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How Do I Love Thee, Piggy? Let Me Count the Ways!
Article first published in Vol. 9, 1991.
By Ruth Valle
These are some of the many ways we use pork here in the borderlands. Pork has long been a staple meat of the Mexican and Mexican-American culture since the Spaniards brought pigs to México. The pork rind or "chicharrón," meaning "to burn or sizzle," is the fat cut from under the skin of the hog, which is prepared by cutting into a small pieces and baking slowly in the oven until all the fat is rendered out and the chicharrones are delicately browned. Lightly salted, they often are served plain in a tortilla or in refried beans for burritos.
The same refried beans can be served with ahujas, or barbecued ribs. Brushed with vegetable oil, they are grilled over mesquite coals. They are served with salsa of tomato, onion, garlic, fresh serrano chile and dried red chile piquín.
Dried red chile and oregano top menudo, a stew comprised of beef tripe, posole or homily, chile powder, spices and pig's feet. The pig's feet must be cooked for at least four hours until the meat is falling off the bone. Folklore calls it a cure for la cruda (hangover) because the gelatin which is cooked out of the pig's feet is supposed to absorb the acids in the stomach, making the person feel less queasy.
Cabeza, or pig's head, is roasted until the meat is falling off the bone. Then the meat is shredded with the fat and mixed with a salsa made of different chiles and lots of garlic.
Other interesting items that come from the head -- the trompa y orejas de marrano, nothing more than pig snout and ears. These little morsels are baked or smoked until they are brown and curled up, leathery like jerky. They also can be pickled after parboiling. Not usually found in the local supermarket, these are more likely to be located by the register at a corner grocery store in the Lower Valley.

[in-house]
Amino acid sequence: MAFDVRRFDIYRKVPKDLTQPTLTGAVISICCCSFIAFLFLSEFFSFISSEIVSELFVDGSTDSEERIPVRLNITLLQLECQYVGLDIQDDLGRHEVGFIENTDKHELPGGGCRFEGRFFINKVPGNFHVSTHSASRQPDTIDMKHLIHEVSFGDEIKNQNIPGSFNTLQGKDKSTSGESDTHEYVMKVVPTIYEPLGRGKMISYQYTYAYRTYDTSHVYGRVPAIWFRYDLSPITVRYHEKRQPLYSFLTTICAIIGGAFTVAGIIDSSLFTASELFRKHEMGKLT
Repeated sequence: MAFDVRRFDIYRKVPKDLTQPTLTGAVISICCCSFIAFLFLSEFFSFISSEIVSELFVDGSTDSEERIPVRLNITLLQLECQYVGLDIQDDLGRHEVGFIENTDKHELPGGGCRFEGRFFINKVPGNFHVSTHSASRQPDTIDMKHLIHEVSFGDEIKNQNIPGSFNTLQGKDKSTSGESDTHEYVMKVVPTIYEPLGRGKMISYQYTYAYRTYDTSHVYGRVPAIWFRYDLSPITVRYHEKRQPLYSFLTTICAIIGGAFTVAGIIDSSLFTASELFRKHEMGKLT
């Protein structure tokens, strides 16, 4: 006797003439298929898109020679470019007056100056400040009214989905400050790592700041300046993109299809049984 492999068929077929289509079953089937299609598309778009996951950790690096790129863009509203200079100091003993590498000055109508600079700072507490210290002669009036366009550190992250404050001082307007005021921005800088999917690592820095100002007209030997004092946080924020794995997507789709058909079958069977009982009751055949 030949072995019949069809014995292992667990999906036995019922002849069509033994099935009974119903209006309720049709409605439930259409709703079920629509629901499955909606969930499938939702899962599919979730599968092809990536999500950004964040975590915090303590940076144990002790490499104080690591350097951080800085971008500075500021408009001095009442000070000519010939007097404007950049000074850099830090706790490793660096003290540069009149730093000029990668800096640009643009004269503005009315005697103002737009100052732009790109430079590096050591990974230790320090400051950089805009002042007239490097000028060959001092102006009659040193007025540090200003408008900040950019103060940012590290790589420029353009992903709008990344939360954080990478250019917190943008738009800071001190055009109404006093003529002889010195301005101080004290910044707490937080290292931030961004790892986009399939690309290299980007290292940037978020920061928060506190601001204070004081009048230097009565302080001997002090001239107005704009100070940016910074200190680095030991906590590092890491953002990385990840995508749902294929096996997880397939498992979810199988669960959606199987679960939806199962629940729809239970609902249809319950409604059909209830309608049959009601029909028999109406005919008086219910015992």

Another item seldom seen is morcilla, blood pudding. The blood of the pig is drained immediately after slaughter (sometimes even while the heart is still pumping) and added to green onion, garlic and oregano which has been fried in lard. The blood curdles and is sautéed until the mixture turns brown and thickens, producing a very rich pudding.
These are foods associated with the matanza (slaughtering) of pigs, and today, fewer Mexican Americans are familiar with the process because of urbanization. Little opportunity remains for butchering a pig in the back yard to obtain the fresh blood or parts called for in these delicacies.
Before urbanization, the Mexican learned from the Spaniards how to make chorizo, a spicy, smoked, air-dried pork sausage first made in Toluca, México. Today, chorizo is still made at home, but more frequently border residents buy it in supermarkets and restaurants.
A border version of meatballs, albóndigas, is made with ground pork and ground beef. One method of preparation includes pickled jalapeños for flavoring. Albóndigas are often used in soups or as appetizers.
Tamales, steamed cakes of dough made from corn, are usually prepared with a filling of pork meat mixed with red chile and garlic. A standard item for Christmas dinners, tamales are made by spreading the masa on a corn husk, adding the pork filling, wrapping the whole thing into a package and tying with a strip of husk. They are steamed until cooked throughout, and none are better than homemade. John West, author of Mexican-American Folklore, says, "Many people claim the best tamales come from the (pig's) head!"
Homemade manteca, or lard rendered from pig's fat, is comparatively more wholesome and better tasting than the white commercial lards that are fluffy with stabilizers and preservatives, says food expert Diana Kennedy. A homemade, pure, light manteca adds a very special flavor and consistency to masa, tacos, moles, tortillas and many other essential Mexican dishes. If purchasing commercial lard, look for good quality-- one with a good rich smell to it, possibly made locally.
Another local item is carnitas, or little pieces of meat. These are to be found in corner butcher shops throughout the city of El Paso as well as in the villages along the highway between Juárez and Guadalajara.
Whether served spitting and spewing off the grill with corn tortillas in Torreón, México, or served off a steam table with francesitos (small French rolls) and red chile, carnitas are a culinary treasure. Josh Arnold in Richard Bradford's novel Red Sky At Morning says it best: "The little cubes of pork had been baking all morning, and each time I bit into one my eyelids got heavy, as though someone were rubbing warm butter on them. It should be against the law to do anything to a pig but chop him up into cubes for carnitas. No ham, no spareribs, no pork chops, no bacon."